2017 #MyGivingStory Award Winner

By Gina Reider

I am a seventh-grade social studies teacher at Sabish Middle School in Fond du Lac, WI, and I am so proud of my students!! Just before Christmas five years ago, I saw a video from WestJet where they provided surprise St. Nick gifts to some of their passengers when they arrived at their destination. I thought it was a beautiful reminder of the spirit of the season and shared it with my students. They noticed that the guy who received socks and underwear was just as happy as the family who received a big screen TV. Yes! That is what I wanted them to understand; it’s not all about the gift. You can even have a “warm, fuzzy” feeling inside because you gave, not because you received. Many said they had never felt that.

As I cried in front of them (yes, all three classes--still do every year), I told them why: not everyone has the same type of Christmases I had been blessed to have in my life. I wanted them to understand that although the holidays are supposed to be a special time of the year, this is often not the case. I shared with them how over the years, some of my students have told me they do not look forward to the holiday season because their parents are divorced and there are sometimes disagreements about where the kids should spend time. There have been times where too much drinking and/or family situations have had a negative effect on the kids. The economy and financial hardship have also affected many families. Although the holidays are usually a time for family, some are not able to be together.

After all the talking and crying, I said, “I wish we could do that for people.” One of my students said, “Why can’t we?” I said, “Yeah! Why can’t we?” We created a plan using communication, collaboration, and critical thinking; I ran it past my principal, and we were off and running. We chose just one school that first year based on their poverty level. This will be our fifth year as Sabish Elves, and I am proud to say that we have grown the project to help at five local schools and that ALL 142 seventh graders at Sabish are elves. It is important to note that many of my students are in the same financial need as those we help; they went to those schools, know the need, and want to make it a special holiday.

This is how it works:

Goal: To help kindergarten children at local elementary schools have a joyful holiday no matter what economic status, cultural background, or religious beliefs they may have.

What we do:

Write letters to local businesses, clubs, family, friends, and neighbors for donations to fund the project

Set up the “North Pole” in a back room at school

Skype the kindergarten classes from the “North Pole” dressed as elves to ask students what they need and want (many need coats, hats/mitten, boots, clothes, school supplies, etc.)

Make a list and sort it

Meet at Walmart and Shopko to shop as a group after school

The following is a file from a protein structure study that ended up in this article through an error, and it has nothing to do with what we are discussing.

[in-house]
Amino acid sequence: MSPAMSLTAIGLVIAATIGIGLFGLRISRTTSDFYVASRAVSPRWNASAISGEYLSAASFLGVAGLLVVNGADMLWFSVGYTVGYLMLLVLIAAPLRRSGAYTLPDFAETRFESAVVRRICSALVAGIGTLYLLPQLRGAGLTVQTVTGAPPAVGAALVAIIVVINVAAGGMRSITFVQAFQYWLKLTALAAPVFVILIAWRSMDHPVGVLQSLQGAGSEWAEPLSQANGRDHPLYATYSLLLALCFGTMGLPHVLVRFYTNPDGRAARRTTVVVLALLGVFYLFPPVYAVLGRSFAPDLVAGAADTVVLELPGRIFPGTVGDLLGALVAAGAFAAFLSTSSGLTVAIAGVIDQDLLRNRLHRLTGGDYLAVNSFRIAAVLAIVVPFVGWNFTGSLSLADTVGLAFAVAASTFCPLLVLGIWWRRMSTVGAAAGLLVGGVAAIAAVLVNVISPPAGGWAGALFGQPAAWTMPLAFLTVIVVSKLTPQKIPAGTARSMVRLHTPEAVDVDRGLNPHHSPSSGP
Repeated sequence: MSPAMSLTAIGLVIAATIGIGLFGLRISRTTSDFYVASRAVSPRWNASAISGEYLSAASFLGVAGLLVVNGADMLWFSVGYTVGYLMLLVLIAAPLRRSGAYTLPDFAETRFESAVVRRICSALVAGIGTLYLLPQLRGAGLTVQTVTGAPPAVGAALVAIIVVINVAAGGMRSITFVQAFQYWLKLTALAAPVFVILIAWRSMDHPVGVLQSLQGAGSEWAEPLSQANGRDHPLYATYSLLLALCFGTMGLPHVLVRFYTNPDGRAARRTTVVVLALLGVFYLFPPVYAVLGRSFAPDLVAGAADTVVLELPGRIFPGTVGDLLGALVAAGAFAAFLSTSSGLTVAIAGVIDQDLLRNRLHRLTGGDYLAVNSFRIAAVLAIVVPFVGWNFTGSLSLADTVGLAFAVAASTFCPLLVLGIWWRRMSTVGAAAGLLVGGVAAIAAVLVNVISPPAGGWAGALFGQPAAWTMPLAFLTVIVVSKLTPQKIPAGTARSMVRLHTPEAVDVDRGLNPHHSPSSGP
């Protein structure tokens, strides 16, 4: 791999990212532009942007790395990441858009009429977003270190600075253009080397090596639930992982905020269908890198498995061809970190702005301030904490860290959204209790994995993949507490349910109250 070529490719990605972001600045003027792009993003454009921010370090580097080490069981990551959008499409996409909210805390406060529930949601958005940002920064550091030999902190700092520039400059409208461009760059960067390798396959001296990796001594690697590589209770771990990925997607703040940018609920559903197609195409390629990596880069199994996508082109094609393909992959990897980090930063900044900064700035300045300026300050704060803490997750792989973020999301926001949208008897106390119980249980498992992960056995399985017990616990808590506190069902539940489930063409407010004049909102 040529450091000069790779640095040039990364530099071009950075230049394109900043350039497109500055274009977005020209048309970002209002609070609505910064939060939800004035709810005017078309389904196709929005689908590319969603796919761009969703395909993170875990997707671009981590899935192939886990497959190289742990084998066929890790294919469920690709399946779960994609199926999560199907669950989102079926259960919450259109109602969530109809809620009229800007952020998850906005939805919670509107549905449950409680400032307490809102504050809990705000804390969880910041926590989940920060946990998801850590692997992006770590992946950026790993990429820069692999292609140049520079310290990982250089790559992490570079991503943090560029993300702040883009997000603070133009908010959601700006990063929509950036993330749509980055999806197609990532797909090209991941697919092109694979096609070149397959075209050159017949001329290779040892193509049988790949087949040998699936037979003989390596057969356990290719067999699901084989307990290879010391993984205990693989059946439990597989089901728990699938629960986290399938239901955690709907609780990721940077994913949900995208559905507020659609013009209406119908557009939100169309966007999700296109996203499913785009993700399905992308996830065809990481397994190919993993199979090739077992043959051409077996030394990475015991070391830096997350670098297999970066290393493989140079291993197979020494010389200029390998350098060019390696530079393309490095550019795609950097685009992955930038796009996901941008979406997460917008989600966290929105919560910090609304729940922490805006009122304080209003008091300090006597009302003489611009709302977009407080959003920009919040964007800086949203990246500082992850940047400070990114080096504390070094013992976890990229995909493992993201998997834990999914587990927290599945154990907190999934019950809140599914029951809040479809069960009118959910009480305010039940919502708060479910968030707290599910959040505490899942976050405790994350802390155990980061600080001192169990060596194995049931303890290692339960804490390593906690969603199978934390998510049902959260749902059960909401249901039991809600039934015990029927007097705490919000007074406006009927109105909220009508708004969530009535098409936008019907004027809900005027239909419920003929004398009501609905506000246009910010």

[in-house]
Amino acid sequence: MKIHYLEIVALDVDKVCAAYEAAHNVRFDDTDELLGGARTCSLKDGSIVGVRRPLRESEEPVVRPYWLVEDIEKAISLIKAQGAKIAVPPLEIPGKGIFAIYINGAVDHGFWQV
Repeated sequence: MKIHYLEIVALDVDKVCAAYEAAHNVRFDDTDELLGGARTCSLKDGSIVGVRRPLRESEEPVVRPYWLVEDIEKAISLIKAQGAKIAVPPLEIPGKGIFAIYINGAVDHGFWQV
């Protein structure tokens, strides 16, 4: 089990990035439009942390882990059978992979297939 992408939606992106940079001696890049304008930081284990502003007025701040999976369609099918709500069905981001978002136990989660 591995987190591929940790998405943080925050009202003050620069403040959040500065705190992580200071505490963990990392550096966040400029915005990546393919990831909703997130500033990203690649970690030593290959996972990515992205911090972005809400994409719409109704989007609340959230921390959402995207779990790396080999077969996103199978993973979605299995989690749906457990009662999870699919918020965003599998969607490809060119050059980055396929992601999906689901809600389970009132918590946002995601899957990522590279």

Wrap the gifts so that each student receives three presents (have to keep it “equal”--”Let’s be honest, Mrs. Rieder, we still count and compare and we’re in seventh grade.”)

Deliver gifts to these elementary schools as a surprise right before winter break starts

We have made memories for over 460 kindergarten and seventh-grade students so far; this year will create those lifelong memories for 142 seventh graders and over 200 kindergarteners. Since inception, 800 kids have been involved, and we have raised almost $14,000.

This is an incredible lesson in giving, and I know it is changing the lives of my students. That first year, we took longer than expected with delivery and were running (literally) back to school as the bell rang at the end of the day. One boy who wasn’t too excited about this project when it was first discussed came running up to me and said, “Mrs. Rieder, thank you for today! It was the best day of my life! You know that feeling you said we’d get inside from giving? Well, I got it today! Thanks!” This year a fellow teacher came up to me with tears in her eyes because a student she had last year that is very shy just lit up as she told about her experience today as an “elf.” Our students all need to use communication skills because sometimes a kindergartener doesn’t even speak so the elves need to use their skills to draw the student out or get the information through yes/no questions. I love seeing the shy students shine with the little ones.

It is a pleasure to not only organize this project but to contribute. My husband and I (and most of both of our families) have donated since the beginning. Local business and families have made this event not only possible but to grow to the size it is this year. The lifelong memories we are making will surely inspire my students to continue giving as they grow up. I am so proud of my students and our community for supporting us!! View a few examples of this project here.

Written in support of Sabish Elf Project c/o Sabish Middle School